You have better things to worry about during the holiday season than how your kitchen tools will perform when you’re whipping up a celebratory meal. You have time now before the big feast, so do yourself a favor and check out what you have on hand. If your cooking toolbox could use some sprucing up, take a look at these great gadgets. And some of them make great gift ideas, too.
Matters to Us
1. Ginsu Chikara knives
Good knives are one of the most important kitchen tools—and they don’t have to cost a fortune. At about $75, this 8-piece set is a great value and a Consumer Reports Best Buy. The cutting performance and comfort level are at the same level as sets costing three to four times as much. While the set doesn’t have a slicer (carving knife), it does have a santoku, a cross between a chef’s knife and a cleaver, that will give you a perfect carved turkey or roast.
2. Calphalon Simply Nonstick 10-inch pan
Has the nonstick pan in your cabinet become “sticky?” If so, pick up this inexpensive but high-performing pan. A Consumer Reports Best Buy (about $40), it scored Excellent for even cooking and food release and Very Good for ease of cleaning.
3. Cutting board
Inspect the boards you have, and get rid of any with deep scratches where bacteria can hide. You need at least three boards: one that’s dedicated to raw meat, one to chop vegetables, and one for cooked meat. Consumer Reports’ food safety experts recommend you choose one made out of polypropylene or another dishwasher-safe material for raw meat, but for produce and cooked meat, it’s your choice.
If you use a wooden board, wash it by hand in hot soapy water after you use it. To remove odors, rub the board with half a lemon and coarse salt. Rinse and then give your wood board a little conditioning by rubbing the lemon rind over the board.
4. Meat thermometer
Consumer Reports’ tests show that digital thermometers are the most accurate. With an instant-read model, all you have to do is turn it on and stick it in the meat near the end of the estimated cooking time. If you don’t want to keep opening the oven door to check the temp, opt for a leave-in model. It stays in the meat recording temps via a long cord and sending them to a countertop base unit. The CDN Proaccurate TCT572 was the best of the instant-read models we tested. The downside is its price (ranges from $70 to $130). Another smart pick at $18 is the Polder Stable Read THM-379. For leave-ins, we like the $40 Oregon Scientific Wireless BBQ/Oven AW131.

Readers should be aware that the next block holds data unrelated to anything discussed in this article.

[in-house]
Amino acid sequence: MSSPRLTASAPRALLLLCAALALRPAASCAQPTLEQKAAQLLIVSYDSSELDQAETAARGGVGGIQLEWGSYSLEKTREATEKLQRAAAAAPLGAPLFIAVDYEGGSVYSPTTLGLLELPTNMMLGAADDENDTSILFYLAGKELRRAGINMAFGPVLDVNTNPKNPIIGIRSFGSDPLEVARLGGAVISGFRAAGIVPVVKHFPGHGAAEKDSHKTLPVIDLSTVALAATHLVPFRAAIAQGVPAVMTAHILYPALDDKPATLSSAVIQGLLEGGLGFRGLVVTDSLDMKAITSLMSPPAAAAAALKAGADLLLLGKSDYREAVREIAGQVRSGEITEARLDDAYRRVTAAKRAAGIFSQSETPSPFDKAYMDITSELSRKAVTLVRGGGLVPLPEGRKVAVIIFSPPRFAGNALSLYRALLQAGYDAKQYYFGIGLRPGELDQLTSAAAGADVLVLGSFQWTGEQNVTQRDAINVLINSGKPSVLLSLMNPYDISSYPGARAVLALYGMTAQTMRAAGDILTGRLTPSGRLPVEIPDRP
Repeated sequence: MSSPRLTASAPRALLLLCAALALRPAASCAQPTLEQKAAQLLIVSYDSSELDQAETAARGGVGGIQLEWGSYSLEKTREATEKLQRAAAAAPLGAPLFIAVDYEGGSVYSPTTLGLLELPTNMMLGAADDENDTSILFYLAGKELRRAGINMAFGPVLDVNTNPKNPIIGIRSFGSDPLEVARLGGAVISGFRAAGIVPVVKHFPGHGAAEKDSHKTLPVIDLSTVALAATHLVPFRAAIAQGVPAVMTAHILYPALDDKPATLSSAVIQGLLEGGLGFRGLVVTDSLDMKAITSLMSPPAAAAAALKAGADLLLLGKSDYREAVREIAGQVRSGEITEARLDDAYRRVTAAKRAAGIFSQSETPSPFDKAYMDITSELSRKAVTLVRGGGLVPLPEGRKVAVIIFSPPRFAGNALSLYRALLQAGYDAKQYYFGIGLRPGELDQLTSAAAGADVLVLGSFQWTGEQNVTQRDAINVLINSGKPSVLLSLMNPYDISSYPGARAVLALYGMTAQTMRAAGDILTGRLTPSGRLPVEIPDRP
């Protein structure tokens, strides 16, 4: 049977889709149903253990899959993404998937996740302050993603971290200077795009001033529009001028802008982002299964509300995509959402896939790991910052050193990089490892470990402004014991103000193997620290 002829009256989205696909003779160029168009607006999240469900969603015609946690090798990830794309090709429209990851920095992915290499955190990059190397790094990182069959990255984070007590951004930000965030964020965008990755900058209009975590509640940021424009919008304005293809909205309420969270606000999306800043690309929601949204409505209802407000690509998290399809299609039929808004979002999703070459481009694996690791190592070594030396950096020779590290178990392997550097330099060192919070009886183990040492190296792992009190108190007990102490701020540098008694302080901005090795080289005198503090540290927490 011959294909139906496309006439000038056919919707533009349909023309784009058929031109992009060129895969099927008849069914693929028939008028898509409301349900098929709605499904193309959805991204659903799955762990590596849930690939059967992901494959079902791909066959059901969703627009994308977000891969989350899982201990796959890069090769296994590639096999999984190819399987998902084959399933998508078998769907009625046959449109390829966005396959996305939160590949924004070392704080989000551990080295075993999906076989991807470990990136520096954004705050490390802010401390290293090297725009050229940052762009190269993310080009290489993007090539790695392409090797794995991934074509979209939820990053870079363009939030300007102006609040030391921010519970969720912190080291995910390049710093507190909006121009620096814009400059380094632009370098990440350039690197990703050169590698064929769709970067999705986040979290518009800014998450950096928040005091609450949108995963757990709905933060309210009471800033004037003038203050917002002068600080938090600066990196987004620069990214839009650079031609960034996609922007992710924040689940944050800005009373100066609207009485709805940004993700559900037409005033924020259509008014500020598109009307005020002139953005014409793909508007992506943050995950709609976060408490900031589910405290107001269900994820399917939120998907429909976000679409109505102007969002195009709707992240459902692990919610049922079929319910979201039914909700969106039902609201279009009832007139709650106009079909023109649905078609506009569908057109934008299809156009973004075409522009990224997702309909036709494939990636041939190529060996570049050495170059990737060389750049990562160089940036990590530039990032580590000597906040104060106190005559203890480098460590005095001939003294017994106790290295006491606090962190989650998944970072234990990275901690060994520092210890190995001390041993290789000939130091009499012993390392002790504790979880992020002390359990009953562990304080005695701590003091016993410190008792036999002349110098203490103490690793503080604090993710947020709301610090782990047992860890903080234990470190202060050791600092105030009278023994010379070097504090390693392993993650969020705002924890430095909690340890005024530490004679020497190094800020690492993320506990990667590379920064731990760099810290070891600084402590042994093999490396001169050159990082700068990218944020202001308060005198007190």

Possibly one of the handiest kitchen tools around, tongs can be used to flip meat or vegetables, serve salads, sauté foods, juice citrus, plate pasta, reach to grab something in the back of the oven, and so much more. Silicone tipped tongs can be used with nonstick pans. A pair that locks in the closed position makes for easier storage.
7. Kitchen twine
Trussing your turkey or tying up your roast is all about presentation—key if you want your guests to ooh and aah when you present the main course. Poultry wings and legs stay close to the body and roasts hold their shape during cooking. Be sure to use only twine specifically sold for use with food, made out of cotton or linen. Synthetic materials can melt into your food.